Canadian winters in cold gray

May 16, 2017

(This article was originally published at Junk Charts, and syndicated at StatsBlogs.)

I was looking at some Canadian data graphics while planning my talk in Vancouver this Thursday (you can register for the free talk here). I love the concept behind the following chart:


Based on the forecasted temperature for 2015 (specifically the temperature on Christmas Eve), the reporter for National Post asked whether the winter of 2015 would be colder or warmer than the winters on record since 1990. The accompanying article is here.

The presentation of small multiples encourages readers to examine that question city by city. It is more challenging to discover larger patterns.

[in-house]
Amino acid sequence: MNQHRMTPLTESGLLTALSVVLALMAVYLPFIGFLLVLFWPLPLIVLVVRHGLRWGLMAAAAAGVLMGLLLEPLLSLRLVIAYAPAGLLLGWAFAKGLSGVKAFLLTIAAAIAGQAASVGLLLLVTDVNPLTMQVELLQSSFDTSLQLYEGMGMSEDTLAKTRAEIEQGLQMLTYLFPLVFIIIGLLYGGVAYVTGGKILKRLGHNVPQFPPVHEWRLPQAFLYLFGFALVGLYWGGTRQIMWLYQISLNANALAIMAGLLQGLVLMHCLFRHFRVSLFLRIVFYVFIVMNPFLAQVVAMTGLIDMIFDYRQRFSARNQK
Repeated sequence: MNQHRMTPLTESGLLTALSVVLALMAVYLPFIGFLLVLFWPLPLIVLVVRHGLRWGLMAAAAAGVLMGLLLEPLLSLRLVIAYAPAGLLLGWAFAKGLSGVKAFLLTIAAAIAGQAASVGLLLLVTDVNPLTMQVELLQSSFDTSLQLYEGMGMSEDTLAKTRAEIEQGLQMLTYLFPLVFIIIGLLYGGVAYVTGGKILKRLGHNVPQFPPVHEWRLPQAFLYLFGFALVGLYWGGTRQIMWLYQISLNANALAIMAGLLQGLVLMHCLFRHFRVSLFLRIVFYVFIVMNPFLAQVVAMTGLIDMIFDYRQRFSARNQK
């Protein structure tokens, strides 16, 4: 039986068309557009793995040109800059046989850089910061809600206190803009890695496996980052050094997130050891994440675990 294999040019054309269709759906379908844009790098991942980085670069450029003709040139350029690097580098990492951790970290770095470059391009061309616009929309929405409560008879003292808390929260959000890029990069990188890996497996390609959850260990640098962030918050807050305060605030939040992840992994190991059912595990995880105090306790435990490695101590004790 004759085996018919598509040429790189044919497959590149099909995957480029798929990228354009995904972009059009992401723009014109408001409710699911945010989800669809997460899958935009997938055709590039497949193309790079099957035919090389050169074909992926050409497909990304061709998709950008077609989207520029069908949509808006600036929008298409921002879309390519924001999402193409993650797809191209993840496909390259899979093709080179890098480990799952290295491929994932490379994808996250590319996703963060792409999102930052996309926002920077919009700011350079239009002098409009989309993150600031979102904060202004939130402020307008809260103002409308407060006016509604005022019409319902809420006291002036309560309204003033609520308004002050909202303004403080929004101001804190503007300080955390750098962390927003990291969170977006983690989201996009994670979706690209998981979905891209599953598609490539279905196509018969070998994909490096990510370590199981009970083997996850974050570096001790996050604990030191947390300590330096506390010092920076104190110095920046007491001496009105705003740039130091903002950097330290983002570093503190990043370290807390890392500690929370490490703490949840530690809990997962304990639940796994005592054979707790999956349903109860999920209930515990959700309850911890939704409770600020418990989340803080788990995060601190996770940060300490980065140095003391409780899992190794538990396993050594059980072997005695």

Here is a sketch of a different take that attempts to shed light on regional and temporal patterns:


You can see that the western and central cities were warmer in the past while the eastern cities were colder in the past.

Also, there were some particularly cold years (1996, 1998, 2008, and 2012) when most of the featured cities experienced a freeze.

I am not sure why certain cities had no record of their temperature in certain years (machine malfunction?). In fact, one flaw in the original chart is the confusing legend that maps the grey color to "Data Unavailable" when most of the columns shown are grey. 


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